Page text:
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In the past few days, details have emerged from the White House regarding the funding sources being proposed to cover the cost of the American Jobs Act. In the government’s search for cash, it should surprise no one that in addition to broadcast spectrum auction language (which seems to be in every new funding bill these days), spectrum fees are also being proposed. While there is some good news for television broadcasters, who are exempt from the fees in the current draft of the bill, you can never tell if that exemption will survive the rough and tumble legislative process. Radio broadcasters aren’t so lucky–no exemption for them.

One trend is clear–the government’s growing reliance on fees from broadcasters and other FCC license holders. When I started practicing in the 1980s, the FCC did not generally charge fees. Congress later instructed the FCC to collect a fee for each application or report filed, and to set the size of the fee at an amount that would cover the cost of processing that particular application/report. While there was some grumbling about having to pay the FCC to process reports that the FCC had required be filed in the first place, most understood that the government was not going to surrender this newly-found revenue source.

However, when Congress later required the FCC to also collect annual regulatory fees from spectrum users in amounts sufficient to cover the FCC’s total operating budget, spectrum users cried foul. They were already paying a filing fee to have the FCC process their applications, and now were expected to pay a separate annual fee to cover all of the FCC’s operating costs (including application processing). This meant that the government was double-dipping–collecting fees under the guise of “covering costs” that in fact exceeded those costs. To his credit, Commissioner McDowell acknowledged this strange situation in 2009, when he urged the FCC to “take another look at why we continue to levy a tax of sorts of allegedly $25 million or so per year on industry, after the Commission has fully funded its operations through regulatory fees. That money goes straight to the Treasury and is not used to fund the agency.” Despite the protests, the FCC continues to be required by Congress to collect those fees, which increase every year.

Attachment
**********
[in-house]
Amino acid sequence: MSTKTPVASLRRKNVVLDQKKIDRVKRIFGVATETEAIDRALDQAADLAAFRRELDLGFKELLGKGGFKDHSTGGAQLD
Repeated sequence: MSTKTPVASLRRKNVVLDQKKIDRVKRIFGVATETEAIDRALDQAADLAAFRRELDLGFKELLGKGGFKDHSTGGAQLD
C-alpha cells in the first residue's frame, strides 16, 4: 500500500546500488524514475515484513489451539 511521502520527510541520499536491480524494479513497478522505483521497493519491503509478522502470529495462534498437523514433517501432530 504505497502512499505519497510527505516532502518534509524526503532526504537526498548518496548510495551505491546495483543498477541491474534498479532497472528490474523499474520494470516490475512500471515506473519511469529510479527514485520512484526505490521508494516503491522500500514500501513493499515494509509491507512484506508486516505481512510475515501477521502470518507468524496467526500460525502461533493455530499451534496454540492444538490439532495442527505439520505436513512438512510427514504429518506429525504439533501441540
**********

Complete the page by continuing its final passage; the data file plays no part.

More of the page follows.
So broadcasters and other spectrum users can be forgiven if they are skeptical of calls for yet one more government fee on their existence. Even if the exemption for television broadcasters stays in the bill, that is limited comfort for TV licensees, since any spectrum fee adopted will almost inevitably creep over to television as Congress continues its search for revenue sources that can be called “fees” rather than “taxes.”

Sensitive to these complaints, the White House attempted to bolster its case in a summary of the bill, stating that “it is expected that fees would encourage efficient allocation and use of the radio spectrum, as the opportunity cost of spectrum resources would be reflected to commercial license holders that did not receive authorizations through competitive bidding.” This perennial argument, that broadcasters shouldn’t complain about any governmentally-imposed burden because “they got their spectrum for free,” remains one of the urban legends of Washington. Like most urban legends, however, it has no basis in fact.